When SEER and Medicare data were linked, the SEER Program included 11 population-based tumor registries, representing 14 percent of the United States population (Warren et al. 2002). SEER collects limited demographic characteristics, as well as information on tumor characteristics at diagnosis and initial surgical and radiation treatment for all incident cases of cancer diagnosed within geographically defined areas. Registries are located in five states (Connecticut, Hawaii, Iowa, Utah, New Mexico) and six metropolitan areas (Atlanta, Detroit, San Francisco/Oakland, Seattle/Puget Sound, Los Angeles county, San Jose/Monterey). SEER added the latter two registries in 1992. Data from the SEER-11 registries are linked with Medicare enrollment and utilization information from the Centers for Medicare and Medicaid Services (CMS) for Medicare beneficiaries diagnosed with cancer (Potosky et al. 1993; Warren et al. 2002).
As described elsewhere, SEER and Medicare data match for 94 percent of persons age 65 and older (Potosky et al. 1993). Match rates are unknown for Medicare beneficiaries under age 65 but are probably considerably lower. To avoid possible false-positive matches, only social security number-based matches are accepted for persons under age 65—a more stringent standard than for older beneficiaries (J. Warren, Ph.D., National Cancer Institute, personal communication).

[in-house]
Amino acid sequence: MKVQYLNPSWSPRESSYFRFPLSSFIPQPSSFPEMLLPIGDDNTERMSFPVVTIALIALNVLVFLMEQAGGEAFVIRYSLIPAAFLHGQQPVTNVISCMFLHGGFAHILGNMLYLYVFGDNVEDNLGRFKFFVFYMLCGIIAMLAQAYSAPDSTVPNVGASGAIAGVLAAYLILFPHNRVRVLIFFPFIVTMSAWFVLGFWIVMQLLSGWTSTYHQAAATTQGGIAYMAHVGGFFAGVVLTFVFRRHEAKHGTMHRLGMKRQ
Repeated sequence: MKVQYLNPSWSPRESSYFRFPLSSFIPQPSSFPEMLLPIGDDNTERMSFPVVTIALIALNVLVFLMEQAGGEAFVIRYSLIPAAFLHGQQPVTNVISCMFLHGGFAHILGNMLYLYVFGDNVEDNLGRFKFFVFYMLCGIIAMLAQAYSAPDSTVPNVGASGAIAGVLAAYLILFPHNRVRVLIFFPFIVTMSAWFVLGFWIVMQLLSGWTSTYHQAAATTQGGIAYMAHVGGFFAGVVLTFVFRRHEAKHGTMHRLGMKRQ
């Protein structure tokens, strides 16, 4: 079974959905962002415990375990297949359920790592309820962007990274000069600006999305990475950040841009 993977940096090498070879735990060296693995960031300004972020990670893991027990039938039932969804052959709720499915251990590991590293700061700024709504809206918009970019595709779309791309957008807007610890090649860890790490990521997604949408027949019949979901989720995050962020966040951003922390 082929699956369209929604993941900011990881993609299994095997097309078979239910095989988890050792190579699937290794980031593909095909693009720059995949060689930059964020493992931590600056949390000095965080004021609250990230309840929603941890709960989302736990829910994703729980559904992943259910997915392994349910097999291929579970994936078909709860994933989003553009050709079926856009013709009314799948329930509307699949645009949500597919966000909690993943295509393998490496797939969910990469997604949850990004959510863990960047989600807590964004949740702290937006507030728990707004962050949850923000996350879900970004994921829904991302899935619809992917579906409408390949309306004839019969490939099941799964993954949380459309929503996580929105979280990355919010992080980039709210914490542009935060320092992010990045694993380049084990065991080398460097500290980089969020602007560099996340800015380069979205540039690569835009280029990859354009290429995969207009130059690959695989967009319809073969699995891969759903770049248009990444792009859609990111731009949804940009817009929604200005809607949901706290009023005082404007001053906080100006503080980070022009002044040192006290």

We identified cases diagnosed with non-small cell lung, colorectal, female breast, or prostate cancer under age 65 years in the SEER-11 registries using two files: (1) Patient Entitlement and Diagnosis Summary file (PEDSF) from SEER–Medicare, and (2) SEER Public Use file (SEER PUF; National Cancer Institute 2004). First, we used the SEER–Medicare PEDSF, which consists of Medicare beneficiaries residing in the SEER areas who were diagnosed with cancer. The PEDSF file combines cancer information collected by the SEER Program with Medicare entitlement information and annual enrollment data spanning from 1986 to 2001. We then obtained effective dates of Medicare enrollment from the Medicare Enrollment Database to identify our study group consisting of persons under age 65 who qualified for SSDI and were on Medicare before their cancer diagnosis (i.e., SSDI/Medicare). Therefore, we focused exclusively on the subset of persons with disabilities who are known to have had Medicare at the time of their cancer diagnosis. This means that beneficiaries must have qualified for SSDI at least 29 months earlier (for noncancer-related causes of disability) and were deemed still to be work disabled at the time of their cancer diagnosis. Next we used the SEER PUF to identify our comparison group consisting of persons diagnosed with cancer under age 65 who did not qualify for Medicare. Because the SEER PUF includes all cancer cases diagnosed in the SEER-11 areas (including the subset in SEER–Medicare) and has encrypted unique identifiers, we obtained a crosswalk file between the SEER PUF and SEER–Medicare to eliminate SSDI/Medicare cases from SEER PUF. We then combined the cases with SSDI/Medicare (identified from SEER–Medicare) with the comparison group (identified from SEER PUF) to apply our study selection criteria.